Posts Tagged ‘Walter Olson’

On Secular Right (& welcome NY Times readers)

Religion correspondent Mark Oppenheimer mentions this site and me in a finely drawn profile of Secular Right, the website I’m involved in (it launched in 2008) which explores the theme of a non-religiously-based conservatism. Oppenheimer interviewed at length two scintillating writers who contribute much of the site’s luster, Heather Mac Donald and Razib Khan. This passage amusingly captures the diversity of views among the SR principals:

The five bloggers are like the dramatis personae of a drawing-room comedy about irascible conservatives — written by Alan Bennett but set at the Heritage Foundation.

There’s the urban pragmatist (Ms. Mac Donald, who clerked for the liberal federal Judge Stephen Reinhardt but now writes conservative essays about homelessness and policing), the data-driven scientist (Mr. Khan), and the libertarian enthusiast for tort reform (Walter Olson, also founder of the blog Overlawyered).

The other two, I should add, are John Derbyshire and Andrew Stuttaford, both born in Great Britain and well known through their association with National Review, and both, like Khan and Mac Donald, exceptionally talented writers. The article is interesting throughout, and has already begun to provoke a variety of responses: Memeorandum, Dan Riehl (disapproving) with response from Razib Khan, Amy Alkon, Tyler Cowen, Ilya Somin, FrumForum, etc.

Upcoming New Orleans speeches

I’ll be speaking at Tulane law school late in the afternoon of Mon., Oct. 18, and then at Loyola-New Orleans at lunchtime on Tues., Oct. 19. Both events are sponsored by student Federalist Society chapters; my topics will be legal ethics/lawyer unpopularity and employment law/ADA litigation, respectively. To bring me to your campus, convention or group, drop me a line at editor – at – thisdomainname – dot – com or, if you prefer, work through the Cato Institute’s speaker service (202-789-5226) or the national office of the Federalist Society. And don’t forget that early next year I’ll start touring to speak on my new book on law schools, Schools for Misrule.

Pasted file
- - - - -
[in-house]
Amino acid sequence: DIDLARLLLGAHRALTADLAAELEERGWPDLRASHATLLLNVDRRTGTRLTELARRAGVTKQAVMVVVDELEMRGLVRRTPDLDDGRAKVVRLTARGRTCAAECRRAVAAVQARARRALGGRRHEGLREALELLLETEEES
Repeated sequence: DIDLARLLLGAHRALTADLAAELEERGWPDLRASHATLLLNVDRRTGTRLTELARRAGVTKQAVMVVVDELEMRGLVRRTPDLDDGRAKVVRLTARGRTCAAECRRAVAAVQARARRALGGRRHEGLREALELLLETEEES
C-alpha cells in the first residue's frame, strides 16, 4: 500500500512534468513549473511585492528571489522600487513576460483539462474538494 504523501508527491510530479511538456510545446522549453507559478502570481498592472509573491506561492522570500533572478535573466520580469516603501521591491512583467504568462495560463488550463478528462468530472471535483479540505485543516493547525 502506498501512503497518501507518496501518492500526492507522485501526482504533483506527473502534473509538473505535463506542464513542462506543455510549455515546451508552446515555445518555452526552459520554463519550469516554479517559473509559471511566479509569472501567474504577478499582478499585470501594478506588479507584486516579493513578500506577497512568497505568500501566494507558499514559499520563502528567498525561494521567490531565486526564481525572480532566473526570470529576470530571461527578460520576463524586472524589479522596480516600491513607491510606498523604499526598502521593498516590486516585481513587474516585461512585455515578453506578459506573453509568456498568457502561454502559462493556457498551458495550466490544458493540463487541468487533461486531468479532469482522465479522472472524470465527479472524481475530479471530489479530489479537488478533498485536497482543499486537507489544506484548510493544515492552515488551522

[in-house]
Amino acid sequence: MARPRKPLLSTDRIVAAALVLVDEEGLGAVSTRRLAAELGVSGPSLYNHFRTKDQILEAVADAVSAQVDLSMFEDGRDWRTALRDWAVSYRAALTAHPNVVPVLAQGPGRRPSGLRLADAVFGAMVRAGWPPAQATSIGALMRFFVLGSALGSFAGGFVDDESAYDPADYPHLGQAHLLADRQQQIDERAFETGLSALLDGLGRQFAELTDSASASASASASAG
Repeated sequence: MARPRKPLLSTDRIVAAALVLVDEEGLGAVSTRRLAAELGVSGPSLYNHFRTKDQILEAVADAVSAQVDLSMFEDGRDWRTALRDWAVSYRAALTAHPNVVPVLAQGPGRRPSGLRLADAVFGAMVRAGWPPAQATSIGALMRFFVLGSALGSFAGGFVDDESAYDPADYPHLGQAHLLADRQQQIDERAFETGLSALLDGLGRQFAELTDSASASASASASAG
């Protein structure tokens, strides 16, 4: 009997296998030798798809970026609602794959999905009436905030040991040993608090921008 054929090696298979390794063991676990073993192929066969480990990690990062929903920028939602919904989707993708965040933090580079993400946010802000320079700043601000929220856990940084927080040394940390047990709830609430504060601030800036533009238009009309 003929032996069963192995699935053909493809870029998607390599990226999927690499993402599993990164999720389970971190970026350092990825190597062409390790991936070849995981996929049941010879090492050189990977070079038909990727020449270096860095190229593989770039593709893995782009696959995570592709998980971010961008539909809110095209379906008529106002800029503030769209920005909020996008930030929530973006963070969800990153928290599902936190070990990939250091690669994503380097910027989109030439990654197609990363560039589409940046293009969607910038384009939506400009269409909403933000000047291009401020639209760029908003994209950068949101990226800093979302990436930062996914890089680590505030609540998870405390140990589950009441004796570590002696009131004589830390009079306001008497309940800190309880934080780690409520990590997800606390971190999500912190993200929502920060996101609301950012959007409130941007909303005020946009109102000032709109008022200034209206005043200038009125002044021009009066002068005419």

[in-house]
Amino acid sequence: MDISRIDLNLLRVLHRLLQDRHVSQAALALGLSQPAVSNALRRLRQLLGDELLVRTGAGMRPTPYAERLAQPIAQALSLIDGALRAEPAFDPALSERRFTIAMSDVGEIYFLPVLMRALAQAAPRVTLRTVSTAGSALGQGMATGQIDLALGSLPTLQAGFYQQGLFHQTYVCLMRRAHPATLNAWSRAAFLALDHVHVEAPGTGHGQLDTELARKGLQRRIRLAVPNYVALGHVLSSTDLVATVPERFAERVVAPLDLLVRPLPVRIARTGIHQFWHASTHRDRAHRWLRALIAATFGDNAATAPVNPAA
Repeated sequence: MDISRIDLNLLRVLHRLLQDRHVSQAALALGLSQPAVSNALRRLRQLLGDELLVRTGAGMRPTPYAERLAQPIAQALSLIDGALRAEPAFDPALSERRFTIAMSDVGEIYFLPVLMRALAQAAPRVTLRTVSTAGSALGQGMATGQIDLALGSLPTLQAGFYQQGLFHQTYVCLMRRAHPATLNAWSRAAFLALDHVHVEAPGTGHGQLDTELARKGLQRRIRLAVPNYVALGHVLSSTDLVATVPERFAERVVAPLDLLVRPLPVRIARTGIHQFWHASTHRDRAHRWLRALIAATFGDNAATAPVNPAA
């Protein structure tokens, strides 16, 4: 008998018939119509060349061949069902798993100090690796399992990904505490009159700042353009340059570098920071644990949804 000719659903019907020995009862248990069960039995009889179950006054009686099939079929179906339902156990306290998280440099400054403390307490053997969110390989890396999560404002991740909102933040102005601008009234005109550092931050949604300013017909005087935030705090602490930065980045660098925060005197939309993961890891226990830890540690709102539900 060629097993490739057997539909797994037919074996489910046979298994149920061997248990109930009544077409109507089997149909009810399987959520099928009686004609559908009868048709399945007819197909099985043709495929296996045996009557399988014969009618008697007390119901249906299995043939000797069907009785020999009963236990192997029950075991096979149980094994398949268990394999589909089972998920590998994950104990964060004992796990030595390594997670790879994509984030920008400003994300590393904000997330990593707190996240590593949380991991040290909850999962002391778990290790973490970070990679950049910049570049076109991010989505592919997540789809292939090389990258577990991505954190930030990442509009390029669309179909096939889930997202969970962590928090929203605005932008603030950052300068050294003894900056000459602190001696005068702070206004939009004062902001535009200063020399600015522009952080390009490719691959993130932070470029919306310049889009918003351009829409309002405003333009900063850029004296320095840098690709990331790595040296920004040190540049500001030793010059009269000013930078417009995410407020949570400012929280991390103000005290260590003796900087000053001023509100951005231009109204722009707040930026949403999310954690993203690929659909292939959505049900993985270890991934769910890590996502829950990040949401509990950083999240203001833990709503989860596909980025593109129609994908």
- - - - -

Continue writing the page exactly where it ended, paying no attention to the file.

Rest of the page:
Welcome readers

In an article for on legal blogging (“How to Build a Better Law Blog”, Dec. 8) C.C. Holland is kind enough to quote me and discuss this site:

Walter Olson imagined that his Overlawyered blog would pull an audience of his friends and acquaintances and a cadre of legal policy wonks.

“But you don’t know who your audience really is until you start writing and find out,” he notes. “My readership has a large following among lawyers, but I’ve been surprised to find that a lot of doctors are reading it, as are a lot of people from other countries.” …

Olson, who has been writing Overlawyered since July 1, 1999, knows a thing or two about longevity. His blog is widely considered to be the oldest legal blog and is also one of the most popular, regularly surpassing 9,000 unique daily visitors.

“People who force themselves to blog, it’s a sad spectacle,” he says. “You can tell reading it that it’s painful to them.” The key is to find a topic that will sustain you. “You have to think, ‘Boy, there’s so much to write about I can’t imagine getting tired of it anytime soon,'” he says.

And I still can’t.

What happened to the slavery reparations movement?

I’ve got an op-ed in today’s L.A. Times (Walter Olson, “Slavery reparations: what happened?”, Oct. 31) based on a longer article forthcoming in City Journal. (The short answer to what happened: 9/11, public opinion, and the courts.)

The City Journal article is in turn a much condensed version of a draft chapter in my book-in-progress about the influence of the law schools. As I show in that chapter, there were few places where reparations enthusiasm burned hotter than in legal academia, with conferences and law review articles galore devoted to advancing the cause. The most prominent law school advocate of the reparations cause back then, Harvard’s Charles Ogletree, is back in the news these days because of his role as mentor (and, reportedly, chief advisor on racial issues) to Democratic candidate Barack Obama; he’s being mentioned as a possible civil rights chief in the next administration. Not surprisingly, Ogletree has had much less to say about the reparations cause this year than he did eight or nine years ago; I have a feeling that in an Obama administration he’d be under strict orders not to get near the issue, but of course I could be wrong.

We’ve covered reparations litigation extensively at Overlawyered.

“The Lieberman Purge”

Off-topic, I add to the punditocracy’s surfeit of blather on the Connecticut Senate election at National Review Online.

One thing I didn’t mention in the article that is on topic for this site is that Lieberman is one of the few prominent federal Democrats still in office that is generally willing to stand up to the trial bar. If Lamont does supplant Lieberman, the trial-lawyer takeover of the Democratic party (commented on a year ago by Walter) will be all but complete.

Update: Walter reminds me of his 2000 Wall Street Journal op-ed on Lieberman’s record on liability reform.